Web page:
BACKGROUND AND OBJECTIVES: Traditionally eosinophils have been considered terminally differentiated cells that play a role in host protection against parasites. However, there is some evidence showing that eosinophils are, in fact, multifunctional leukocytes involved in inflammatory responses, as well as in tissue homeostasis. We characterized the transcriptome profile of human eosinophils, and, for the purpose of comparison, the transcriptome profile of neutrophils, monocytes and hematopoietic progenitor cells. Moreover, we studied the activation of selected cellular processes for which a significant differential expression was demonstrated. DESIGN AND METHODS: We profiled gene expression using Affymetrix GeneChips. DNA repair capacity was tested using the comet assay. Nucleoli and their activity were characterized by transmission electron microscopy analysis, silver staining of nucleolus regions (AgNOR) and RNA staining. RESULTS: Gene expression profiling showed that eosinophils appear hierarchically closer to monocytes than to neutrophils. Gene ontology mapping of differentially expressed genes revealed that eosinophils express categories very similar to those expressed by monocytes, related to DNA repair and nucleolar functions. Moreover, our data show that eosinophils and monocytes maintain the ability to repair both double and single strand DNA breaks, whereas neutrophils lack this capacity. Furthermore, eosinophils exhibit nucleolar activity, which is lacking in neutrophils, but resembles that in monocytes. INTERPRETATION AND CONCLUSIONS: The presence of large, active nucleoli in eosinophils, coupled to marked activity of DNA repair systems, suggests that eosinophils are not terminally differentiated cells. Indeed, their transcriptome profile and functional properties are more similar to those of non-terminally differentiated cells such as monocytes, rather than to neutrophils.

Eosinophils, but not neutrophils, exibit an efficient DNA repair machinary and high nucleolar activity / Salati, Simona; Bianchi, Elisa; Zini, Roberta; Tenedini, Elena; Quaglino, Daniela; Manfredini, Rossella; Ferrari, Sergio. - In: HAEMATOLOGICA. - ISSN 0390-6078. - STAMPA. - 92(2007), pp. 1311-1318. [10.3324/haematol.11472]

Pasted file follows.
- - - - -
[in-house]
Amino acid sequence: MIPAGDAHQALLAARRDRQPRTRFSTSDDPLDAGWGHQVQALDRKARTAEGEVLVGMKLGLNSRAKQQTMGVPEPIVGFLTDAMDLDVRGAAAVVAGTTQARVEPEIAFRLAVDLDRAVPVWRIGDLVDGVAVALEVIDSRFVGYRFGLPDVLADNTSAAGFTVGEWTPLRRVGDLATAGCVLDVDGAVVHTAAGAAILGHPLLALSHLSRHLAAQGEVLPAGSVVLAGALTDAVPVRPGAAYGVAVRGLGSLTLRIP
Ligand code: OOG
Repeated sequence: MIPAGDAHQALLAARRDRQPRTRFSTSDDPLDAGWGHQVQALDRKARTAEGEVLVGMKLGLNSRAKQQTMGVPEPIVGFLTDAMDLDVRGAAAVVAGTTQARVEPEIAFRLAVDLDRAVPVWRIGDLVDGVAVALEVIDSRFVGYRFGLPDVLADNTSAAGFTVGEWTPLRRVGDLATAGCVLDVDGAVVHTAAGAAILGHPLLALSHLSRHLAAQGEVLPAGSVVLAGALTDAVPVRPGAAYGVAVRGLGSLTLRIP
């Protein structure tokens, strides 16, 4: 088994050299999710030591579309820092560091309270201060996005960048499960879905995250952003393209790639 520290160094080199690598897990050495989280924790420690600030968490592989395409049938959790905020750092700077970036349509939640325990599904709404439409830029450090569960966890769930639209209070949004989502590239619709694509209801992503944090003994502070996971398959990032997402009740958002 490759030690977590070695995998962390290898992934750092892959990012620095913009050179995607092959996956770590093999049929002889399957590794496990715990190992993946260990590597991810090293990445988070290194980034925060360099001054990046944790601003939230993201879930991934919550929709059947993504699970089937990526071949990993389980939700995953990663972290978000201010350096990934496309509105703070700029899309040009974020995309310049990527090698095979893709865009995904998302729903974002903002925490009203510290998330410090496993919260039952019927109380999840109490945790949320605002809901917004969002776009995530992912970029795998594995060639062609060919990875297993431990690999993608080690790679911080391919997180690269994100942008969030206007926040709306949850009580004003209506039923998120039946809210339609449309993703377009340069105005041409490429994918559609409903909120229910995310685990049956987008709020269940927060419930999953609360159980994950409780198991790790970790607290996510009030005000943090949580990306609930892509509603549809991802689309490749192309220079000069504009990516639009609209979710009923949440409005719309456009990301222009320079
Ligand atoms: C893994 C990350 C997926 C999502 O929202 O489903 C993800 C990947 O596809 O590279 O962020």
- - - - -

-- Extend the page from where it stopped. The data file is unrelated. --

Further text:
Eosinophils, but not neutrophils, exibit an efficient DNA repair machinary and high nucleolar activity

SALATI, Simona;BIANCHI, Elisa;ZINI, Roberta;TENEDINI, Elena;QUAGLINO, Daniela;MANFREDINI, Rossella;FERRARI, Sergio
2007

Abstract

BACKGROUND AND OBJECTIVES: Traditionally eosinophils have been considered terminally differentiated cells that play a role in host protection against parasites. However, there is some evidence showing that eosinophils are, in fact, multifunctional leukocytes involved in inflammatory responses, as well as in tissue homeostasis. We characterized the transcriptome profile of human eosinophils, and, for the purpose of comparison, the transcriptome profile of neutrophils, monocytes and hematopoietic progenitor cells. Moreover, we studied the activation of selected cellular processes for which a significant differential expression was demonstrated. DESIGN AND METHODS: We profiled gene expression using Affymetrix GeneChips. DNA repair capacity was tested using the comet assay. Nucleoli and their activity were characterized by transmission electron microscopy analysis, silver staining of nucleolus regions (AgNOR) and RNA staining. RESULTS: Gene expression profiling showed that eosinophils appear hierarchically closer to monocytes than to neutrophils. Gene ontology mapping of differentially expressed genes revealed that eosinophils express categories very similar to those expressed by monocytes, related to DNA repair and nucleolar functions. Moreover, our data show that eosinophils and monocytes maintain the ability to repair both double and single strand DNA breaks, whereas neutrophils lack this capacity. Furthermore, eosinophils exhibit nucleolar activity, which is lacking in neutrophils, but resembles that in monocytes. INTERPRETATION AND CONCLUSIONS: The presence of large, active nucleoli in eosinophils, coupled to marked activity of DNA repair systems, suggests that eosinophils are not terminally differentiated cells. Indeed, their transcriptome profile and functional properties are more similar to those of non-terminally differentiated cells such as monocytes, rather than to neutrophils.
92
1311
1318
Eosinophils, but not neutrophils, exibit an efficient DNA repair machinary and high nucleolar activity / Salati, Simona; Bianchi, Elisa; Zini, Roberta; Tenedini, Elena; Quaglino, Daniela; Manfredini, Rossella; Ferrari, Sergio. - In: HAEMATOLOGICA. - ISSN 0390-6078. - STAMPA. - 92(2007), pp. 1311-1318. [10.3324/haematol.11472]
Salati, Simona; Bianchi, Elisa; Zini, Roberta; Tenedini, Elena; Quaglino, Daniela; Manfredini, Rossella; Ferrari, Sergio
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Utilizza questo identificativo per citare o creare un link a questo documento: http://hdl.handle.net/11380/611949
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